Hierarchic Democracy

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Professor Ted Honderich
Professor Ted Honderich (1933 – )
Professor Robin Blackburn
Professor Robin Blackburn (1940 – )
Conway Memorial Lecture
Conway Memorial Lecture
Moncure Conway photo by Edward Steichen, 1907. Courtesy of Dickinson College.
Moncure Conway photo by Edward Steichen, 1907. Courtesy of Dickinson College.

and the Necessity of Mass Civil Disobedience

Delivered at Conway Hall 8 December 1994. Chaired by Professor Robin Blackburn and presented by Professor Ted Honderich.

Contrary to the so-called Ordinary Conception of liberal democracy, government policy often diverges from that initially promised by the government’s chosen representatives. Also, the choosing of those representatives is done, not by individuals but by interest-groups.

The Pluralist Conception of liberal democracy overlaps with the Ordinary Conception, placing a special emphasis on a general notion of equality. However, income levels in liberal democracies are extremely unequal, with the top tenth of the population having at least 30 times the economic power of the bottom tenth. Economic power correlates with political power: people in the one sphere join forces with people in the other. Hence there are huge gaps in the degree of political power exerted by different economic groups.

These considerations lead to the more realistic Hierarchic Conception of liberal democracy. On the domestic front, hierarchic factors produce widespread frustration of basic human needs and hopes. As regards foreign policy, governments seek to establish hierarchic forms of democracy in other countries when this suits them, but otherwise support dictatorship and oligarchy.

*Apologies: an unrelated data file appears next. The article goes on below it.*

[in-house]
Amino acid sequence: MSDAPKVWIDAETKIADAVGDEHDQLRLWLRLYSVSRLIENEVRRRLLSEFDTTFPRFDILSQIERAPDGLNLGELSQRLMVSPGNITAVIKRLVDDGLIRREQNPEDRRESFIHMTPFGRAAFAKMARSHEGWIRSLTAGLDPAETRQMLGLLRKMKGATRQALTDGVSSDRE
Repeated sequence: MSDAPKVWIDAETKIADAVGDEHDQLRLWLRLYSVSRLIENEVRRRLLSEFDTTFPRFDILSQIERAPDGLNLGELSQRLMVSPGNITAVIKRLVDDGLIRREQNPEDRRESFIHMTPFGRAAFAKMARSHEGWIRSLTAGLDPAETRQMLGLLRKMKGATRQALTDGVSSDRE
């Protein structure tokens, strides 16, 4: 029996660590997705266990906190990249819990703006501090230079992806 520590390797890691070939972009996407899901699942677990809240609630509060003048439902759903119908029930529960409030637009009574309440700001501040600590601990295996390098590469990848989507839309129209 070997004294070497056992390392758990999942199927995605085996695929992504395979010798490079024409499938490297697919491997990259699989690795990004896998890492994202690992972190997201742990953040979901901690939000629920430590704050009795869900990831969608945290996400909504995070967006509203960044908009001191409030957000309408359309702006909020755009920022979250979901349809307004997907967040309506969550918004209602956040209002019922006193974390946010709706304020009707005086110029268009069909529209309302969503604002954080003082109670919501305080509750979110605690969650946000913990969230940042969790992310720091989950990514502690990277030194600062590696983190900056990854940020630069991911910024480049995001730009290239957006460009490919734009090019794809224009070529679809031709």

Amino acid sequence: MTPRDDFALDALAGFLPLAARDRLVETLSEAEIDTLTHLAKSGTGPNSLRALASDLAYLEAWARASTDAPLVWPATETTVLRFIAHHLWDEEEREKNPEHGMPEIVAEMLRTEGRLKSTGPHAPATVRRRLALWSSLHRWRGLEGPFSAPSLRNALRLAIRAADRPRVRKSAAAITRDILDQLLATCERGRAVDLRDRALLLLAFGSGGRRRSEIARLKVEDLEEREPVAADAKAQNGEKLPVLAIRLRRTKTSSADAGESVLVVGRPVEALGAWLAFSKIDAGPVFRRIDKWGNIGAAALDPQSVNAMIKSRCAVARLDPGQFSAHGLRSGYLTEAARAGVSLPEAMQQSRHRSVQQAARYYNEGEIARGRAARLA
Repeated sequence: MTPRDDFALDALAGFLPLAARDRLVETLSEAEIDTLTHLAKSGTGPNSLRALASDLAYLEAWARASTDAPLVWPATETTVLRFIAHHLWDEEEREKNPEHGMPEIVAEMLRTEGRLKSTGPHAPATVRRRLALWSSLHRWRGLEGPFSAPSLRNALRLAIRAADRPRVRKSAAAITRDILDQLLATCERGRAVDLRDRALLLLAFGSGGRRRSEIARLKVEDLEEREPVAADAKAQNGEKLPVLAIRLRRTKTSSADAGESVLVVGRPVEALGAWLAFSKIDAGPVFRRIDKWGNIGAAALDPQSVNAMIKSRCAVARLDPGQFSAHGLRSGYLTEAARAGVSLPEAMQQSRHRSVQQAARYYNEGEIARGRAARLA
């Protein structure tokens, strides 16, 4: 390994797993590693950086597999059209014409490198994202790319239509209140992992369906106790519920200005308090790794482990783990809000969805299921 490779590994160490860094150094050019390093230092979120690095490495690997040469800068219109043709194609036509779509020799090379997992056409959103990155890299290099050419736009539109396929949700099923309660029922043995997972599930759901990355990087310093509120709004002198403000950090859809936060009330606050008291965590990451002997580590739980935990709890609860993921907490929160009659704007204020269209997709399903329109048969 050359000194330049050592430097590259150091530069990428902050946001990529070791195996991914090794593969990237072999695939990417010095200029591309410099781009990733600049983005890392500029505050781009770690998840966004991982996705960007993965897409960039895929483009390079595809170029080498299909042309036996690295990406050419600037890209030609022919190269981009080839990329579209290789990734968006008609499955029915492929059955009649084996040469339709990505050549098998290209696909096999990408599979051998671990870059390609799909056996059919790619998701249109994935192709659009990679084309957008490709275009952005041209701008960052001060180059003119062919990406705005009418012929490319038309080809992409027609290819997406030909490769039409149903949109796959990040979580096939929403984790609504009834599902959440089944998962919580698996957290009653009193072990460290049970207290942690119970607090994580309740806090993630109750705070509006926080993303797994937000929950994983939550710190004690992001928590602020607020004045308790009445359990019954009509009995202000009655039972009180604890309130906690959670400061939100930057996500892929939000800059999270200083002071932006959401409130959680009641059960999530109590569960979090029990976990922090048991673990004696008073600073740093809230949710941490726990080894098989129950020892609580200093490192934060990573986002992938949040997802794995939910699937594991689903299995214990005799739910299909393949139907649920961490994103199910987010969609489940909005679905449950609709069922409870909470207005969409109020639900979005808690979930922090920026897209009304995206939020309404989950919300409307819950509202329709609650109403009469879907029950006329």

To counter-act these tendencies, what is needed is a Principle of Equality, a principle which is not to be identified with the Communist system of so-called people’s democracies. Further, constructive and effective opposition to hierarchic democracy should take the form of mass civil disobedience and non-co-operation. Past examples of this include the civil rights and anti-war protests of the 1960s and the recent demonstrations in Eastern Europe which helped bring down theCommunist regimes. Civil disobedience puts definite pressure on governments, and openly asserts a moral position. It should include refusing to pay taxes, striking and marching illegally, and not buying the products of the big corporations, whose power undermines representative democracy.

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